• When is the best time to schedule an appointment?
        • Do you have any specific plans or products in mind?
        • How long do you see yourself living in this house? ]
        • Do you have other performance problems in your home? (List some common problems: noisy HVAC, smoky fireplace, drafts, peeling paint, dust, mold, and so on.)

        Questions designed to divulge ability are used to expose the prospect’s financial capability, and to find out how much he or she knows about the remodeling process:
        • How long have you owned your home?
        • What remodeling have you done before?
        • Are you interested in financing or in paying cash?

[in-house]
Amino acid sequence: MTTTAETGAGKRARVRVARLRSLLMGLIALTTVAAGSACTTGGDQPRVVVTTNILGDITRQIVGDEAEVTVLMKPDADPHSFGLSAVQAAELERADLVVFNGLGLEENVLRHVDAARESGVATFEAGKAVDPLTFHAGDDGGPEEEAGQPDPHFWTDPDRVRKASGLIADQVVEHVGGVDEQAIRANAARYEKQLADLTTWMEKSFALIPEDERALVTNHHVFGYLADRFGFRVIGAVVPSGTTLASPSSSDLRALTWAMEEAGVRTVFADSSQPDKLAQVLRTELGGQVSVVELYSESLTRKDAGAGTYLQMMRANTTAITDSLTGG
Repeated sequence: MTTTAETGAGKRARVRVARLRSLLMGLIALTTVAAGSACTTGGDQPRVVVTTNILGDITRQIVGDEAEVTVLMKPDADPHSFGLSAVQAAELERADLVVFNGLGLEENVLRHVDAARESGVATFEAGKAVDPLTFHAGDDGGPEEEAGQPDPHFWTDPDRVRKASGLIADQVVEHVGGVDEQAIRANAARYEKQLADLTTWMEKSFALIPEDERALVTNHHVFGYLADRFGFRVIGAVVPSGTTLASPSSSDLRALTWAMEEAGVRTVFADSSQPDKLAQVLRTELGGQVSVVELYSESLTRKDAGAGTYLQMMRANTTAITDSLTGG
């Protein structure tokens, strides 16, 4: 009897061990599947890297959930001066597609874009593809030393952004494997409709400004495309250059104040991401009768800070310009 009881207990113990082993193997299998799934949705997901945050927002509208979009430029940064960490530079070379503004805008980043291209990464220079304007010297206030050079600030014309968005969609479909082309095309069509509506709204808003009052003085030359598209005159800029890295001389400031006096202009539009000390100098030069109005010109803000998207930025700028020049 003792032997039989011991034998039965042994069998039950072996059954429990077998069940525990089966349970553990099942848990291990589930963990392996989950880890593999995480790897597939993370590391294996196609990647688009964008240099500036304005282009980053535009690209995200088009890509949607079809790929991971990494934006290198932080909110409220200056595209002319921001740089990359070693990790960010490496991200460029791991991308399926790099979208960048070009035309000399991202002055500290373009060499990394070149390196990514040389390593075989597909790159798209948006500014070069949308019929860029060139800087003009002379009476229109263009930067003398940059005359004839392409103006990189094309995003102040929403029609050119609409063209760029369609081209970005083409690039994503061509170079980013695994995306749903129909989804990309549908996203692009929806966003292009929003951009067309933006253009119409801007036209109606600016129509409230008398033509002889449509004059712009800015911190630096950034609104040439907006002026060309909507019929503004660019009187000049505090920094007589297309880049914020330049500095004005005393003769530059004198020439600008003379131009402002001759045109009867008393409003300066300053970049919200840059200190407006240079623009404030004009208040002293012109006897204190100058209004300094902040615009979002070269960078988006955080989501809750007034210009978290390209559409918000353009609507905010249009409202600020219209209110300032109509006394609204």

Questions designed to divulge trust are used primarily to find out how much the caller prospect knows about your firm. Prospects who are repeat clients or referrals bring with them a higher level of trust; those who looked up your name in the yellow pages generally have a lower level of trust:
        • How did you get our name?
        • What research have you done?
        Place a supply of lead forms at every telephone to capture the answers to these questions.
        Here are some more detailed scripts for many lines on the preprinted lead form. By developing a conversational style, you can record all of the information on the form as the conversation unfolds.

Contractor-Supplied Information